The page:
In response to the pandemic, SL has recognised that its existing corporate compliance arrangements should remain unchanged and continue to be complied with where possible. Nonetheless, as a contingency, SL has developed variations to some of its corporate arrangements in order to introduce some flexibility, but in a way which still maintains compliance with legal obligations. SL has put in place variations to its corporate arrangements which affect its arrangements for compliance with LC 10, 12 and 28. Prior to this intervention, ONR has reviewed the relevant variations and is satisfied that they are adequate. This inspection has included consideration of whether the variations have been used at MSSS, and if so, whether they have been complied with.

Interventions Carried Out by ONR

This inspection was carried out against LCs 10, 11, 12, 17, 23, 26, 28 and 36. It sought to seek evidence of compliance in each case. However, it was recognised that given the remote nature of the intervention, a formal judgement of compliance would only be made should a sufficiently-sized sample of evidence be available under the circumstances. In this case, it was decided that a formal compliance rating was only possible against LCs 10, 12 and 28.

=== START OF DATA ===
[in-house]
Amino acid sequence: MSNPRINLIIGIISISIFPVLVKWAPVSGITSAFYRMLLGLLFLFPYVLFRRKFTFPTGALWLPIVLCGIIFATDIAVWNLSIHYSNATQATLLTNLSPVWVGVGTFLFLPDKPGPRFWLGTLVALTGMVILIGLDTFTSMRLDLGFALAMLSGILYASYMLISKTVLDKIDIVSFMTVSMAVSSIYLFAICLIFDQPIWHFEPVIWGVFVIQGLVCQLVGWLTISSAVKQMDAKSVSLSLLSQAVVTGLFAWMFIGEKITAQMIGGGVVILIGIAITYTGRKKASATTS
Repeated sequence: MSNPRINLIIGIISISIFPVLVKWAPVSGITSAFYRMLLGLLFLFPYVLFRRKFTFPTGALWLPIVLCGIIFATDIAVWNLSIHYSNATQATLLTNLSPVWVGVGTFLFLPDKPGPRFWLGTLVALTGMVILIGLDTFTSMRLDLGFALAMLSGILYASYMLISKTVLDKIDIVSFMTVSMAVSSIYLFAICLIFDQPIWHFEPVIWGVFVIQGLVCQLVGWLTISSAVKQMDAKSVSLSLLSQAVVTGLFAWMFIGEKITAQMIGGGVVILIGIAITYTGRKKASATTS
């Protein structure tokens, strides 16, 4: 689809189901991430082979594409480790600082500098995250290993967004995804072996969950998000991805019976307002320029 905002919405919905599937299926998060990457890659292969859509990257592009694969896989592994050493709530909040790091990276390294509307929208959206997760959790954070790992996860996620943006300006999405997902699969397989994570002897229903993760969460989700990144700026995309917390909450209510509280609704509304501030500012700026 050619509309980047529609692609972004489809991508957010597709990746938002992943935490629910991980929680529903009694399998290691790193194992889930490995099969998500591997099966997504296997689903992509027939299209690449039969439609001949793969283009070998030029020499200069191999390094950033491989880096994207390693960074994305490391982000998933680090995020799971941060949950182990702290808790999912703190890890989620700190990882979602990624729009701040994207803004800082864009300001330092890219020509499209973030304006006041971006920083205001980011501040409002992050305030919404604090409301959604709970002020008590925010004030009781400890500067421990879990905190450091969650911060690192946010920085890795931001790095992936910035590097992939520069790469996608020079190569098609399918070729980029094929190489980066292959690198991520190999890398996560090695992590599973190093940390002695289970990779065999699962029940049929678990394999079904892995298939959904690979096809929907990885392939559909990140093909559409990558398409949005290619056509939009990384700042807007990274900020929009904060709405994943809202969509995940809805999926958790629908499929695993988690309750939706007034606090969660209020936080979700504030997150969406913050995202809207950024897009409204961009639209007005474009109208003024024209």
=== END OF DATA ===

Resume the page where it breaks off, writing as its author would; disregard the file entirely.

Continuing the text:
The inspections against LCs 10, 11, 12 and 36 were linked by consideration of a common theme, Minimum Safe Manning Level (MSML).

The inspection began with a question and answer teleconference between the ONR inspection team and the SL Nuclear Intelligence & Independent Oversight (NI&IO) internal regulator with representatives from MSSS. This session was supported by evidence that had been requested in advance. Further evidence was requested and provided following this session and in some cases clarifications were sought by separate phone calls. The inspection concluded with a follow-up teleconference. Regulatory judgements have been made based on the verbal answers and supporting documentary evidence.